“The Association of Research Libraries (ARL) supports the MIT Framework for Publisher Contracts as an important pathway to making scholarly content more openly available. The framework sets forth six core principles for library contracts with publishers, such as author retention of copyrights, automatic deposit of manuscripts into institutional repositories, and blanket text- and data-mining (machine-reading) rights with no additional license required.

The MIT Framework also calls for sustainable and fair, cost-based pricing for publisher services. This will depend, at a minimum, on institutions refusing to sign non-disclosure agreements and, even better, providing their licensing expenditures and terms in an easily comparable format. ARL is committed to advancing such transparency as a key principle to achieving open, equitable, and enduring access to information….”

MIT Press and Harvard Data Science Initiative launch the Harvard Data Science Review | MIT News

“The MIT Press and the Harvard Data Science Initiative (HDSI) have announced the launch of the Harvard Data Science Review (HDSR). The open-access journal, published by MIT Press and hosted online via the multimedia platform PubPub, an initiative of the MIT Knowledge Futures group, will feature leading global thinkers in the burgeoning field of data science, making research, educational resources, and commentary accessible to academics, professionals, and the interested public. With demand for data scientists booming, HDSR will provide a centralized, authoritative, and peer-reviewed publishing community to service the growing profession….”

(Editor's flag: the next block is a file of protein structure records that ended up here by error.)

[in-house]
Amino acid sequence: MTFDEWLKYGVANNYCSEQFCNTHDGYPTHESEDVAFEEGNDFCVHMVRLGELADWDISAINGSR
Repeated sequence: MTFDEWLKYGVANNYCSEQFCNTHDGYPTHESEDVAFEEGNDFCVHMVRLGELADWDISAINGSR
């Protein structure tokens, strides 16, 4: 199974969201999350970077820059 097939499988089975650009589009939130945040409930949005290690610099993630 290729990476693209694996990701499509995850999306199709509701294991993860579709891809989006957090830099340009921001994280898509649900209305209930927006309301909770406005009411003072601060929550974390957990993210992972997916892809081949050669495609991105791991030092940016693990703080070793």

Harvard and MIT team up to launch peer-reviewed data science journal | News | Harvard T.H. Chan School of Public Health

“The Harvard Data Science Initiative and MIT Press have launched the Harvard Data Science Review (HDSR), an open-access peer-reviewed journal that serves as a centralized and authoritative outlet for the burgeoning field of data science.

The journal will feature expert overviews of complex ideas and topics from leading thinkers with direct applications for teaching, research, business, government, and more, according to a July 15, 2019 MIT Press article….”

MIT framework for negotiating with scholarly publishers gains wide support

“Who should own and control the dissemination of research? Not academic publishers, according to a new framework developed by library leaders at the Massachusetts Institute of Technology.

The framework, published this week, asserts that control of scholarship and the way in which it is distributed should reside with scholars and their institutions. The document contains six core principles that will be used by MIT as a starting point for future contract negotiations with academic publishers.

The principles aim to ensure that research is available openly and appropriately archived. They also call for fair and transparent pricing of publisher services and say that no author should be forced to give up a copyright in order to publish their work. Instead, authors should be provided with “generous reuse rights,” the framework says….”

Strong Ideas from MIT Libraries and the MIT Press – MIT Press Podcast

“In this episode, Gita Manaktala, Editorial Director at the MIT Press, and Ellen Finnie, Co-Interim Associate Director for Collections at MIT Libraries, discuss the Ideas series: a hybrid print and open access book series for general readers, that provides fresh, strongly argued, and provocative views of the effects of digital technology on culture, business, government, education, and our lives….”